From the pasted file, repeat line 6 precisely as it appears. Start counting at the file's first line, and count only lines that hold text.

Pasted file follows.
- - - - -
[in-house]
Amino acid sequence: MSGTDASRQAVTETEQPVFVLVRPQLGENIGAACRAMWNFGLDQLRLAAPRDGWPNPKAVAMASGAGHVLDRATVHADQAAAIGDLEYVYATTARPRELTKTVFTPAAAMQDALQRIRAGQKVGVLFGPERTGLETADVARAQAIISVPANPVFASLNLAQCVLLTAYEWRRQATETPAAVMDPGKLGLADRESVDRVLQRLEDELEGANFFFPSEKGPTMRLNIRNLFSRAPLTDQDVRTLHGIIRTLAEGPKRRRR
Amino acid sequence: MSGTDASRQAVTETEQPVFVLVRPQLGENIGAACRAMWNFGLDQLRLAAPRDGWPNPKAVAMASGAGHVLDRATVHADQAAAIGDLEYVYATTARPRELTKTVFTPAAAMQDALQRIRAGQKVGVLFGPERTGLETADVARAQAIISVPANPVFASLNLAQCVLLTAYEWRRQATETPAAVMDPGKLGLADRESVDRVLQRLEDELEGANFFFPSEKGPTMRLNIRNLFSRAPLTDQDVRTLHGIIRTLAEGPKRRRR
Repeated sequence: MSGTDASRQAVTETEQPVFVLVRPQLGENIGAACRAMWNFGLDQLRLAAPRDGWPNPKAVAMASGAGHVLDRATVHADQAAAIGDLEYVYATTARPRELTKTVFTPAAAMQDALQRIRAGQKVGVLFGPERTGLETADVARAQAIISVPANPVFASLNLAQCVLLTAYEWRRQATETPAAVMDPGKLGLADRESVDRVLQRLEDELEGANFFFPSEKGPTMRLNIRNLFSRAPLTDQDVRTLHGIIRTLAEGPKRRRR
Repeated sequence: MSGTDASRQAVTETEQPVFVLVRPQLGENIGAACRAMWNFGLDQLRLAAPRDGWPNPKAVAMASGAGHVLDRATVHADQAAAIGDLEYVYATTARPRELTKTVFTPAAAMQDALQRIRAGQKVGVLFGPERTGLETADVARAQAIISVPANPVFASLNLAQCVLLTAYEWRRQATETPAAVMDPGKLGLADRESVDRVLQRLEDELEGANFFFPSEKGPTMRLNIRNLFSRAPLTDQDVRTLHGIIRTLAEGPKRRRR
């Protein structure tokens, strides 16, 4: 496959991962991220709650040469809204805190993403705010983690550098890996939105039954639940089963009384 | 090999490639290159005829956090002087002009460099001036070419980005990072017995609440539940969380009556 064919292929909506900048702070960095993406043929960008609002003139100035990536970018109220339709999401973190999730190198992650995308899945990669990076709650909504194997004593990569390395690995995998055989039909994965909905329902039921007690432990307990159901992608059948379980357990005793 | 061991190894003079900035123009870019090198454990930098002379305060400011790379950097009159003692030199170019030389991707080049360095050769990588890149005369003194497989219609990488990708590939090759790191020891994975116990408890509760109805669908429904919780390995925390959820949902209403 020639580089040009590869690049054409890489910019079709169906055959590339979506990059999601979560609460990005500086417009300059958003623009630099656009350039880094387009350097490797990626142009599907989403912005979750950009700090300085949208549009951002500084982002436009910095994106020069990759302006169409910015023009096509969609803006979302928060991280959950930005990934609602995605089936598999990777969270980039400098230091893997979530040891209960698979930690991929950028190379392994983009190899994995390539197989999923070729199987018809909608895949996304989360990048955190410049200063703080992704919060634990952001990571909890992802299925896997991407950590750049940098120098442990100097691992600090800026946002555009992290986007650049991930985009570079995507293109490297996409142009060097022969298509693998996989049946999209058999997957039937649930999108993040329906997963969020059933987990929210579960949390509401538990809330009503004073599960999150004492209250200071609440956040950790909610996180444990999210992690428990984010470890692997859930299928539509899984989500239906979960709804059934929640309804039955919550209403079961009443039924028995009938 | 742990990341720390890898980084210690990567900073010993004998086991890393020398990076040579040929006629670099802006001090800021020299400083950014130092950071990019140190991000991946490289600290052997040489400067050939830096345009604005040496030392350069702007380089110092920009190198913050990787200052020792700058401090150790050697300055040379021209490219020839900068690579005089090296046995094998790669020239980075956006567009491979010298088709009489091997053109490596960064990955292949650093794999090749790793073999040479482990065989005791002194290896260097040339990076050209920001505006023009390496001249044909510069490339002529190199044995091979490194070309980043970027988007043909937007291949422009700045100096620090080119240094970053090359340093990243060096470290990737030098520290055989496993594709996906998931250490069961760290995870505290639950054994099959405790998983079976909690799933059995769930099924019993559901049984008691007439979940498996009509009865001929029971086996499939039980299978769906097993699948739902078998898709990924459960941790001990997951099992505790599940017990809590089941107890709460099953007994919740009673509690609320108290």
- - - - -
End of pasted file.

């Protein structure tokens, strides 16, 4: 496959991962991220709650040469809204805190993403705010983690550098890996939105039954639940089963009384 | 090999490639290159005829956090002087002009460099001036070419980005990072017995609440539940969380009556 064919292929909506900048702070960095993406043929960008609002003139100035990536970018109220339709999401973190999730190198992650995308899945990669990076709650909504194997004593990569390395690995995998055989039909994965909905329902039921007690432990307990159901992608059948379980357990005793 | 061991190894003079900035123009870019090198454990930098002379305060400011790379950097009159003692030199170019030389991707080049360095050769990588890149005369003194497989219609990488990708590939090759790191020891994975116990408890509760109805669908429904919780390995925390959820949902209403 020639580089040009590869690049054409890489910019079709169906055959590339979506990059999601979560609460990005500086417009300059958003623009630099656009350039880094387009350097490797990626142009599907989403912005979750950009700090300085949208549009951002500084982002436009910095994106020069990759302006169409910015023009096509969609803006979302928060991280959950930005990934609602995605089936598999990777969270980039400098230091893997979530040891209960698979930690991929950028190379392994983009190899994995390539197989999923070729199987018809909608895949996304989360990048955190410049200063703080992704919060634990952001990571909890992802299925896997991407950590750049940098120098442990100097691992600090800026946002555009992290986007650049991930985009570079995507293109490297996409142009060097022969298509693998996989049946999209058999997957039937649930999108993040329906997963969020059933987990929210579960949390509401538990809330009503004073599960999150004492209250200071609440956040950790909610996180444990999210992690428990984010470890692997859930299928539509899984989500239906979960709804059934929640309804039955919550209403079961009443039924028995009938 | 742990990341720390890898980084210690990567900073010993004998086991890393020398990076040579040929006629670099802006001090800021020299400083950014130092950071990019140190991000991946490289600290052997040489400067050939830096345009604005040496030392350069702007380089110092920009190198913050990787200052020792700058401090150790050697300055040379021209490219020839900068690579005089090296046995094998790669020239980075956006567009491979010298088709009489091997053109490596960064990955292949650093794999090749790793073999040479482990065989005791002194290896260097040339990076050209920001505006023009390496001249044909510069490339002529190199044995091979490194070309980043970027988007043909937007291949422009700045100096620090080119240094970053090359340093990243060096470290990737030098520290055989496993594709996906998931250490069961760290995870505290639950054994099959405790998983079976909690799933059995769930099924019993559901049984008691007439979940498996009509009865001929029971086996499939039980299978769906097993699948739902078998898709990924459960941790001990997951099992505790599940017990809590089941107890709460099953007994919740009673509690609320108290």